Chase Headley, 3B, San Diego Padres: Surgery is not pending for the tip of his left thumb, as ligaments weren't involved, and it's possible he plays in April. He's fallen to the eighth round (from the fifth), but that's far enough for me. I'm not too worried about him hitting for power or running the final five months.

David Ortiz, DH, Boston Red Sox: Frankly, it'd be easier if we knew how much time he'd miss. For now, he's expected to land on the DL through April as he deals with recovery from an Achilles injury. Is this another Ryan Howard situation? Absolutely not! He's not close to a top-100 option for drafts, but should be a top-100 performer upon his return, so the 15th round is nice value.

Brett Lawrie, 3B, Toronto Blue Jays: Strained rib muscles will land him on the DL -- when the team actually makes the transaction is anyone's guess -- and certainly Lawrie is starting to look like a brittle player. I'm not convinced yet, but then again, let's not be naive. He plays all-out, and there are consequences. Lawrie might miss only a week or two, strengthening value as a seventh-round choice, but one that should be expected to play no more than 140 games. At least Lawrie should hit and run when he's out there.

David Freese, 3B, St. Louis Cardinals: OK, so this position has turned from quietly deep into an injured mess. Freese's 2012 was a revelation. He played in 144 games and hit! I'm not as confident now. His back injury shouldn't keep him sidelined long, but it could certainly linger and affect production. This is yet another reason why Matt Carpenter deep-league owners should feel pretty good. He's going to play. As for Freese, depending on the construction of my team, I'm ready to go Mike Moustakas, Kyle Seager, Todd Frazier or Pedro Alvarez over him.

Brian McCann, C, Atlanta Braves: There is absolutely no reason to deal with this in any one-catcher league. For example, in a mock draft Monday, I had my choice of Jesus Montero and Jonathan Lucroy as my starter, with my 25th-rounder. In deeper leagues, I suppose McCann can be a sleeper when the torn labrum in his throwing shoulder heals, but there's batting average risk here. He's not among my top 15 catchers. Give me Montero, Lucroy, Carlos Ruiz, A.J. Pierzynski, Ryan Doumit or even Alex Avila.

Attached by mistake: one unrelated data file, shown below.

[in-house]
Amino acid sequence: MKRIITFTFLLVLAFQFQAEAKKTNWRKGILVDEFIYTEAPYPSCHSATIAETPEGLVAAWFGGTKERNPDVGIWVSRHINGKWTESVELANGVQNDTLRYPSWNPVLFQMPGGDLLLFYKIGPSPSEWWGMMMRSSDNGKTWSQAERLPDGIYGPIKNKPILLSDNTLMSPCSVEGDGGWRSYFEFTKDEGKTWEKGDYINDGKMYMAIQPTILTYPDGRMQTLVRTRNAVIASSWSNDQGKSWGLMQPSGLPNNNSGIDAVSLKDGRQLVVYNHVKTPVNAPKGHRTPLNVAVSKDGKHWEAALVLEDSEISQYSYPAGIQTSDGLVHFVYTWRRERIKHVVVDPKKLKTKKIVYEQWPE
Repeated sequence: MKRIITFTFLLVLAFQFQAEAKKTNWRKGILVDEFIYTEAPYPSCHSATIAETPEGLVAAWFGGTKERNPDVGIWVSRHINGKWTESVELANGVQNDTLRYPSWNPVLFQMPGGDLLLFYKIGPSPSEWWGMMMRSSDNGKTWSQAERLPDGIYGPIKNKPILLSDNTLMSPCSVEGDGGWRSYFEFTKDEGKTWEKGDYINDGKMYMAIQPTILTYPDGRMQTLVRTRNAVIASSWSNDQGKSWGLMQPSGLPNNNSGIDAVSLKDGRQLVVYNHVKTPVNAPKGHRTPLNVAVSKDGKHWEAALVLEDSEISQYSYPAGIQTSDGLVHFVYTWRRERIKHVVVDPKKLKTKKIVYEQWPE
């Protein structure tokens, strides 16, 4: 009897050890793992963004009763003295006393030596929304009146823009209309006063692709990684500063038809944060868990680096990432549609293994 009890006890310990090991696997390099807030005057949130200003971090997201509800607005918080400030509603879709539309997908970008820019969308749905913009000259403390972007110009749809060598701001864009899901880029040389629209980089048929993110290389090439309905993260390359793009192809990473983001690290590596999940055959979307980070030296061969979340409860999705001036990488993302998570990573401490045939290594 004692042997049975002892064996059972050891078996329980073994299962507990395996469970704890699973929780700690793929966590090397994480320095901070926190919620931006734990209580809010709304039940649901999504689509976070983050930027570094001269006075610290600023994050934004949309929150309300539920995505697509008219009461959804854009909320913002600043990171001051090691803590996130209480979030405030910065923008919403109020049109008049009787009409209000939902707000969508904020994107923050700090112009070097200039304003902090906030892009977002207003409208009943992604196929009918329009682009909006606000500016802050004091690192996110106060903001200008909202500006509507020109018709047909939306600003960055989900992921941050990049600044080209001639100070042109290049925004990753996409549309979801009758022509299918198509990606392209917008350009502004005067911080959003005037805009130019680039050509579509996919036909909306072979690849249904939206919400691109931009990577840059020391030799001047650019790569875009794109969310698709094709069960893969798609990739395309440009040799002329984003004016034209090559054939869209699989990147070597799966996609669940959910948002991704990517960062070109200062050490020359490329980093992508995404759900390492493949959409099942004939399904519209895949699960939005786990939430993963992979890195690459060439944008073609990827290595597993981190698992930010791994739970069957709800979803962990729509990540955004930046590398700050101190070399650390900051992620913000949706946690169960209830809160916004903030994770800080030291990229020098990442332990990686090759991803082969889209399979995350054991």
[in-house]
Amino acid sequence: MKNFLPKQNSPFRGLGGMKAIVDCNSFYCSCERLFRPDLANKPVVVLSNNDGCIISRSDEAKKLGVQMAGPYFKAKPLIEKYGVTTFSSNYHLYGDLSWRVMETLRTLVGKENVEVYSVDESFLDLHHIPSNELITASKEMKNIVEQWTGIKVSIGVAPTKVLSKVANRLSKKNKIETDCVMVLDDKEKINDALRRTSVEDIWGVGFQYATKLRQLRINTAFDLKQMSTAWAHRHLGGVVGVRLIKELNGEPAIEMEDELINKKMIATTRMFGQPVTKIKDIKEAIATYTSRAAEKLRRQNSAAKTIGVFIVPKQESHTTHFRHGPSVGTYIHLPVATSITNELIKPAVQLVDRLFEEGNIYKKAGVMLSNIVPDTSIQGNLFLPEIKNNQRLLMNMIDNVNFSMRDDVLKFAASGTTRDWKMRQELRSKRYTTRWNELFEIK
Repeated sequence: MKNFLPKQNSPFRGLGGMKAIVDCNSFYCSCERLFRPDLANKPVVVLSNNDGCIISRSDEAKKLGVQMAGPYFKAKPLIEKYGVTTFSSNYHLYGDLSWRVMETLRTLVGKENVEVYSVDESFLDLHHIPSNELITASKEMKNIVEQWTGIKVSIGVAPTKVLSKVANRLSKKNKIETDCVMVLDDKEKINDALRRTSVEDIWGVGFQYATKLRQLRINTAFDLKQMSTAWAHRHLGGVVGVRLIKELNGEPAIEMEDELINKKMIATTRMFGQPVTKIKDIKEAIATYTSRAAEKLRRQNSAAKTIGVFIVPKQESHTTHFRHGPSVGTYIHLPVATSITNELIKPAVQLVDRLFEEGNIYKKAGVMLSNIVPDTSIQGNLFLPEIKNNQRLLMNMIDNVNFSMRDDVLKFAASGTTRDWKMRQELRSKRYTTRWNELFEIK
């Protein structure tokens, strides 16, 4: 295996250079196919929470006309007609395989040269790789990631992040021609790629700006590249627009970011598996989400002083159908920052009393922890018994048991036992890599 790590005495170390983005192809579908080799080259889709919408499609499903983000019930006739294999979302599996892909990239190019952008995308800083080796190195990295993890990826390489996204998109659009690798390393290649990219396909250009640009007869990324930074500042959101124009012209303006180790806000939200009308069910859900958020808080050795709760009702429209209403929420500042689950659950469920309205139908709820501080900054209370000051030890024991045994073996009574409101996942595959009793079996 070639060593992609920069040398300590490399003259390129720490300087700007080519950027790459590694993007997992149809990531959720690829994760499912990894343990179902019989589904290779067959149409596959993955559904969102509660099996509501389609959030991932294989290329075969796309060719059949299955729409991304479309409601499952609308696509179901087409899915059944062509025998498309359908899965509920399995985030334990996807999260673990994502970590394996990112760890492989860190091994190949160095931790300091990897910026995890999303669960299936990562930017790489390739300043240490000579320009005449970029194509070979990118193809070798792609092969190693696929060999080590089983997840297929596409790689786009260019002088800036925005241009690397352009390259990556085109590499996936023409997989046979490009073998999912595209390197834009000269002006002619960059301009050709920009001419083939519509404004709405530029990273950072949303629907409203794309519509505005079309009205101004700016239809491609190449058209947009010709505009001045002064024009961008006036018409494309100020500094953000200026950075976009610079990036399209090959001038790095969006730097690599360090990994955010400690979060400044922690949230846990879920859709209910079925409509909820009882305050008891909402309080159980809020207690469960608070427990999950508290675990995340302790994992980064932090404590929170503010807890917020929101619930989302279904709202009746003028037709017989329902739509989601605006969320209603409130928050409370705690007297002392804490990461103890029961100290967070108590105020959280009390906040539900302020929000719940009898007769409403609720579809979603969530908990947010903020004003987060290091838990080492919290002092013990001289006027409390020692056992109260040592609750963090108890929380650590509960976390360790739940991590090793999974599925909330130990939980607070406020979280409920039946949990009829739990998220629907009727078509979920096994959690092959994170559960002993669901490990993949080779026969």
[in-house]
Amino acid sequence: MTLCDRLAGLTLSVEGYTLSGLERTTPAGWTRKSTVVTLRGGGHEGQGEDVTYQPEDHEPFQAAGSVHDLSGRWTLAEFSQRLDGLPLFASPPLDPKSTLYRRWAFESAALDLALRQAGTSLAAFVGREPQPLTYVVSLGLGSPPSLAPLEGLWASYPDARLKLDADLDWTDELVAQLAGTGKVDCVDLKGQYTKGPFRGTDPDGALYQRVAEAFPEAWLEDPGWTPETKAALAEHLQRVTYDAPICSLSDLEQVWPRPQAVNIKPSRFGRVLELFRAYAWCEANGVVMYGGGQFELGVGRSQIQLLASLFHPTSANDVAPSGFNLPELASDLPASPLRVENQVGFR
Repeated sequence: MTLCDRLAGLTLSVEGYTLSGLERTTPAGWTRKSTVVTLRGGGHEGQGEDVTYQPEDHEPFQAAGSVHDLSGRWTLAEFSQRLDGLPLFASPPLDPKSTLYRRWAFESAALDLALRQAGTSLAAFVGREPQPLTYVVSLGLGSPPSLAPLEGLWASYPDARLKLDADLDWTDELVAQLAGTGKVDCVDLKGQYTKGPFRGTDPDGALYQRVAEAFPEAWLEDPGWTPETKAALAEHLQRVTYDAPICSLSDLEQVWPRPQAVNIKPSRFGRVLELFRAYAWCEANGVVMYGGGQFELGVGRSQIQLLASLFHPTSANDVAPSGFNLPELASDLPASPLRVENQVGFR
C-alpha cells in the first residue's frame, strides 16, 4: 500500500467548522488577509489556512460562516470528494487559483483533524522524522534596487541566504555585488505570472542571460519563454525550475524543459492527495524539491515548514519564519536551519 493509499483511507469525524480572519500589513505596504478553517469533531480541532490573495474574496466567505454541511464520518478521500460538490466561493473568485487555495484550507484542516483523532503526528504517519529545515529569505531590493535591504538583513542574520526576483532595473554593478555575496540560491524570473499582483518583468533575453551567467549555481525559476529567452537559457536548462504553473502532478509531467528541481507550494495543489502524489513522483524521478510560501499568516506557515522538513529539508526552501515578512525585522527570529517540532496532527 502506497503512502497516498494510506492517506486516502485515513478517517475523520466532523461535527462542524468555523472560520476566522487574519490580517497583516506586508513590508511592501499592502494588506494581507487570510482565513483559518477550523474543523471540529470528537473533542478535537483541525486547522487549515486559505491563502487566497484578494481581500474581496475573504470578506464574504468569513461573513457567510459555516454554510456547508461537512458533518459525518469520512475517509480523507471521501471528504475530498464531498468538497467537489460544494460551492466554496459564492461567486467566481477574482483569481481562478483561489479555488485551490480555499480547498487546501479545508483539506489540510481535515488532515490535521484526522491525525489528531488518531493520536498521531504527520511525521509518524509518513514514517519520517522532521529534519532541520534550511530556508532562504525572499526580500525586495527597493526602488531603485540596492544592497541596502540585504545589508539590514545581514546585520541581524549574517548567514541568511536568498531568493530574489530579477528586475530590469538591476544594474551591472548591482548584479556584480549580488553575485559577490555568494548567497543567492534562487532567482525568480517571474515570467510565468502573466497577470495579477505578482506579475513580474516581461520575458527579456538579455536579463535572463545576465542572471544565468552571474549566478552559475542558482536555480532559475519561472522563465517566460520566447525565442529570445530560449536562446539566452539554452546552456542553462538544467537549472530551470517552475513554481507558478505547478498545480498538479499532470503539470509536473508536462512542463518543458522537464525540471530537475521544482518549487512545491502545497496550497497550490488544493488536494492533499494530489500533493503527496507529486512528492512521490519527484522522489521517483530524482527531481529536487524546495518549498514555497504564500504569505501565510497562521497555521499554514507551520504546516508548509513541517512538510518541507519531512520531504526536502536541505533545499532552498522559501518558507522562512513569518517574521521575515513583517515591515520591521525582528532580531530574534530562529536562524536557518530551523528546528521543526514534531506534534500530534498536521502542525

It's not by accident that there were no pitchers listed above. In a standard 10-team league, I'll likely use bench spots for healthy pitchers, looking to activate them based on weekly matchups. I have taken shots in deeper leagues on a few Tommy John returnees, such as Brandon Beachy, Daniel Hudson and even Scott Baker, but expectations are low. While I'll never forget the Jason Schmidt season in 2003 when his stock plummeted due to a scheduled April DL stint and he still ended up fantasy's best pitcher, I don't see the same upside with Matt Garza, Johan Santana, Shaun Marcum or Phil Hughes, so I've been targeting healthier folks.

At closer, I'm far less concerned with Casey Janssen, Chris Perez and Jason Motte at this point, so I haven't been avoiding them as they slip in drafts or exalting their short-term (well, I believe) replacements in Sergio Santos, Vinnie Pestano and Mitchell Boggs. Then again, there are plenty of saves out there, and there will be a month from now as well.